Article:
CT: What do you think about downloading music online?

JP: I think it should get back in the kitchen where it belongs. Seriously though, most young people download their music online, and even though music sales are down, more people are listening to more music than ever before. Isn’t that amazing?

CT: What’s your outlook on the record industry today?

JP: It’s looking real bad for major labels. All the things that gave them power to do what they do are being taken away from them, and they have too much to lose by taking the necessary risks associated with changing with the technology instead of trying to change it. Bands have the ability to record for much less money than they used to, and with the Internet, you can reach lots of people if you have someone in your band who’s pretty savvy marketing-wise.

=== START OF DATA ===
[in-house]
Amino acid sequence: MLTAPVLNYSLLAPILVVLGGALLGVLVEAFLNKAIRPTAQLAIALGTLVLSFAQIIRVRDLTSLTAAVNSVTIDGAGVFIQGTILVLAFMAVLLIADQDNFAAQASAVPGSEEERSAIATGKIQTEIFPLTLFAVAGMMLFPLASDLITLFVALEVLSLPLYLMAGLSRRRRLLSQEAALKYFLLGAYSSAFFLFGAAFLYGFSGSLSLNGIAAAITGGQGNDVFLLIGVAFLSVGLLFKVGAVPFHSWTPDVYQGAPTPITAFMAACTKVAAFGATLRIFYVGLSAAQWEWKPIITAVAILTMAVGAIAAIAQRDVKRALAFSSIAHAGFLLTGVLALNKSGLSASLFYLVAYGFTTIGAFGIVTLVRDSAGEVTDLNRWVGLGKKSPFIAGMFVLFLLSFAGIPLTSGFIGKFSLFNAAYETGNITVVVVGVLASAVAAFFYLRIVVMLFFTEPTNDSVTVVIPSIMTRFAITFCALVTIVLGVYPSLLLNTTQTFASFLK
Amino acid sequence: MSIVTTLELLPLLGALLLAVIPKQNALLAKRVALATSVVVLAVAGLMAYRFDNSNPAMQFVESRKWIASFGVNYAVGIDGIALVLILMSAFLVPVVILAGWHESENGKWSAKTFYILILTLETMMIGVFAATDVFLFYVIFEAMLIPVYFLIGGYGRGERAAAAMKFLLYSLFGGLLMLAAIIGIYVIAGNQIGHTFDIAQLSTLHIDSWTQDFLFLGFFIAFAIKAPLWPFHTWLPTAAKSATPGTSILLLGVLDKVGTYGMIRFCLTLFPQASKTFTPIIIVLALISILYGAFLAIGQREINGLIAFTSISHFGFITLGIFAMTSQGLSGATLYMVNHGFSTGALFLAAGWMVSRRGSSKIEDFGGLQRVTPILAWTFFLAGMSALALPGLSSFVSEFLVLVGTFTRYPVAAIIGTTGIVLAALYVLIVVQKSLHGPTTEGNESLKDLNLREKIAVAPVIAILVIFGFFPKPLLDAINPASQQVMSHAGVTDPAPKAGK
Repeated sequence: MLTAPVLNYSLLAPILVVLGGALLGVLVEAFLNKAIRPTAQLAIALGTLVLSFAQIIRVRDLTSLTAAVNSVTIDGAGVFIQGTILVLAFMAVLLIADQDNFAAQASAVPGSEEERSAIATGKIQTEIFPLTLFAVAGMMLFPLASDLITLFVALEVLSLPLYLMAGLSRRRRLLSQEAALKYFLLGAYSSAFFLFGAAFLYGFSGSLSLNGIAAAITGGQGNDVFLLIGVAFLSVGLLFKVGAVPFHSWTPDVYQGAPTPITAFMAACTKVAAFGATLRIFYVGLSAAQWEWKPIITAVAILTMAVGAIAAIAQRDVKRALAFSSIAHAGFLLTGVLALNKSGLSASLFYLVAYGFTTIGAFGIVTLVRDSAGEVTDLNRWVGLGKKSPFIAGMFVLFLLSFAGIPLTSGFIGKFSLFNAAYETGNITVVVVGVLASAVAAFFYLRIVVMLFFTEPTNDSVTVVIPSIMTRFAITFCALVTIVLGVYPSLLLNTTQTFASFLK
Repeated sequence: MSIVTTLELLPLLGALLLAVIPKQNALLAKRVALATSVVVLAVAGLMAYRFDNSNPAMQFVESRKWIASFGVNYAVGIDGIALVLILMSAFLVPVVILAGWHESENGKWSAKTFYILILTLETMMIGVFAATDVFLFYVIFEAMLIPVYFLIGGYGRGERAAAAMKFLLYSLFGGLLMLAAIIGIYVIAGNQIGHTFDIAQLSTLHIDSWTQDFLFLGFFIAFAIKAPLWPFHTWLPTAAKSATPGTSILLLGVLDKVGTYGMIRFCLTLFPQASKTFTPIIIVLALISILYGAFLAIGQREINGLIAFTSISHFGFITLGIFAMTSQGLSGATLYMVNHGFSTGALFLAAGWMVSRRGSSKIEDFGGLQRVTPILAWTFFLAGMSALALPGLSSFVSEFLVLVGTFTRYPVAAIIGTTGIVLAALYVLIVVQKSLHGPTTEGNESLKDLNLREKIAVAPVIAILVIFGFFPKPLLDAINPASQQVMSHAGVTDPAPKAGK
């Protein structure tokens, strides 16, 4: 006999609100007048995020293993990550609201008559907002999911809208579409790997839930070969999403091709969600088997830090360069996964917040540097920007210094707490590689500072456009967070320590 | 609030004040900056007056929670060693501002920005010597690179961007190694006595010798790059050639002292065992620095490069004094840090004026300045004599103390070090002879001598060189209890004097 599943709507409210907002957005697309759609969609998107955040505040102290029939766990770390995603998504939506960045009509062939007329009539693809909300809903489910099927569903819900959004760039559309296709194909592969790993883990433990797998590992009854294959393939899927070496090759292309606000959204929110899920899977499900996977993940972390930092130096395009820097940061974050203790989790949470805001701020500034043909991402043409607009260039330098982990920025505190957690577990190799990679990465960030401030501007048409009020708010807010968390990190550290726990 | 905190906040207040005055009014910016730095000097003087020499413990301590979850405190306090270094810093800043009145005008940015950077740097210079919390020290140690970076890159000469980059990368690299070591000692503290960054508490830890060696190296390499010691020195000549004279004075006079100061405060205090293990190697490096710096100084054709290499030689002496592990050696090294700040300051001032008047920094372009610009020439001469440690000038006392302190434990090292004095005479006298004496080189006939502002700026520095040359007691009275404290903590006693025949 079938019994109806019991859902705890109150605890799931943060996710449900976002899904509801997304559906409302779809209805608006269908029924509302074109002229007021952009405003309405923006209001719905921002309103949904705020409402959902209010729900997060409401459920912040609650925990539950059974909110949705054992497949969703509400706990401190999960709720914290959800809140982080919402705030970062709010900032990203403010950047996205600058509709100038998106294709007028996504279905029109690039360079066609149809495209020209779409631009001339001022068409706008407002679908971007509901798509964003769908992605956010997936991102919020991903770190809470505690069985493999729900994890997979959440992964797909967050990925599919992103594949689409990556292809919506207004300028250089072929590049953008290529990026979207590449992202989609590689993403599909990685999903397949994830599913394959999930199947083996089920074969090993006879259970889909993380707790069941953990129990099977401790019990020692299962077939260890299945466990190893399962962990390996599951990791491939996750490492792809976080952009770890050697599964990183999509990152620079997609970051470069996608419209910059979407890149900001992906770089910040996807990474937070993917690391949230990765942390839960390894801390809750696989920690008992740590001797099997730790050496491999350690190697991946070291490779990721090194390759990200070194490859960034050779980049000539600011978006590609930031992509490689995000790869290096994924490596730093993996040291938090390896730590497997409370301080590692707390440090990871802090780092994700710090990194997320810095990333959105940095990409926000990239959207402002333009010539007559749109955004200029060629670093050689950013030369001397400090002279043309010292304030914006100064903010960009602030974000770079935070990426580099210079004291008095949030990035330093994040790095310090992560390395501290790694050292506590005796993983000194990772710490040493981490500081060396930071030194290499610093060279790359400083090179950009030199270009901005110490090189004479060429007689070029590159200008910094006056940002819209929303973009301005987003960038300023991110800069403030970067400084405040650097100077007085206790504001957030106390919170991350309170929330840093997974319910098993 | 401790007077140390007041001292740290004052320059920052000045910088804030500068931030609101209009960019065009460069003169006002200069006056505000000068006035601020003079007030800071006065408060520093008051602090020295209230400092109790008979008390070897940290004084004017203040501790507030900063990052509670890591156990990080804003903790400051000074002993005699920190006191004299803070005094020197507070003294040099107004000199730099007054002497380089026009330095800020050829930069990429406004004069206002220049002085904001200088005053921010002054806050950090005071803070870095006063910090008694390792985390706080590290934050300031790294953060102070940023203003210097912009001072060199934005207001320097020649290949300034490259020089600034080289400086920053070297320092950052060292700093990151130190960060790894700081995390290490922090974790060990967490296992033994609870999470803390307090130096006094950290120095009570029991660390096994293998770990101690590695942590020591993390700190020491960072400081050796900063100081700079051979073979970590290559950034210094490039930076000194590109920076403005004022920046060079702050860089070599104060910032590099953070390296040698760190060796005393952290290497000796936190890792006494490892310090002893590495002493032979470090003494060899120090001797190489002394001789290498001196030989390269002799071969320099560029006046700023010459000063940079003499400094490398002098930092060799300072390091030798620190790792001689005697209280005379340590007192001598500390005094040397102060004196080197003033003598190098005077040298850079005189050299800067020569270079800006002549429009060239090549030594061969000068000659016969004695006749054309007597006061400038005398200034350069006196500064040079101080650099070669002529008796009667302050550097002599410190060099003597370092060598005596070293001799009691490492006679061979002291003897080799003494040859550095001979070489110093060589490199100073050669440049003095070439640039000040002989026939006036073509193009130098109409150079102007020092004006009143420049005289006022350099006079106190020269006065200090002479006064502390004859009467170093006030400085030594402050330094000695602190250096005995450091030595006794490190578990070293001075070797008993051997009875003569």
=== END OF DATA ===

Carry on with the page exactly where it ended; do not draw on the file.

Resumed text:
CT: Tell us a story about a day in your life.

JP: Ha. Once upon a time we had all sorts of s— thrown at us in Canada one night as we were playing just before the band As I Lay Dying. Their fans absolutely hated us. This was a little comforting to me, one, because we sold more CDs and shirts that night than any other night, and second, because my girlfriend at the time was a big fan of As I Lay Dying, and didn’t really like my band — I was all like, "What the hell? You’re my girlfriend. It’s your duty to like my friggin’ band!" but since that show, I don’t take things like people not liking our band or bad reviews from Slug Magazine so personally.

The Rob: I remember that day cause a bunch of people had middle fingers in the air and Joel would point at them and sing harder to them. It was quite funny. Then it ended up being a great show after all.

CT: What inspires you to do what you do?